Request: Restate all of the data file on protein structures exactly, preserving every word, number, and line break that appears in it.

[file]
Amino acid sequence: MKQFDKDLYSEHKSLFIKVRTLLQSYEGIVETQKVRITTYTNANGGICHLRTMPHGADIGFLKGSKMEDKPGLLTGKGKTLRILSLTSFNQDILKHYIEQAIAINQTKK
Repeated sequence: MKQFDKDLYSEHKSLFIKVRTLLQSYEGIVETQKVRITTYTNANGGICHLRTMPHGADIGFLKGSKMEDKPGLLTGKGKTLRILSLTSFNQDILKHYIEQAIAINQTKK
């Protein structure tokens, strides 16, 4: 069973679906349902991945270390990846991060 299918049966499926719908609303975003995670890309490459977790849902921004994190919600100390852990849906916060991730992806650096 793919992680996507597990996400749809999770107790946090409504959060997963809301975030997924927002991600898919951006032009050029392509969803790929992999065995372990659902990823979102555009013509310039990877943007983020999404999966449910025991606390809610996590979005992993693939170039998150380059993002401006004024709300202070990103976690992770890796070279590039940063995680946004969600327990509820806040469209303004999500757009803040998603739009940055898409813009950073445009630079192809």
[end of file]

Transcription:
Amino acid sequence: MKQFDKDLYSEHKSLFIKVRTLLQSYEGIVETQKVRITTYTNANGGICHLRTMPHGADIGFLKGSKMEDKPGLLTGKGKTLRILSLTSFNQDILKHYIEQAIAINQTKK
Repeated sequence: MKQFDKDLYSEHKSLFIKVRTLLQSYEGIVETQKVRITTYTNANGGICHLRTMPHGADIGFLKGSKMEDKPGLLTGKGKTLRILSLTSFNQDILKHYIEQAIAINQTKK
């Protein structure tokens, strides 16, 4: 069973679906349902991945270390990846991060 299918049966499926719908609303975003995670890309490459977790849902921004994190919600100390852990849906916060991730992806650096 793919992680996507597990996400749809999770107790946090409504959060997963809301975030997924927002991600898919951006032009050029392509969803790929992999065995372990659902990823979102555009013509310039990877943007983020999404999966449910025991606390809610996590979005992993693939170039998150380059993002401006004024709300202070990103976690992770890796070279590039940063995680946004969600327990509820806040469209303004999500757009803040998603739009940055898409813009950073445009630079192809």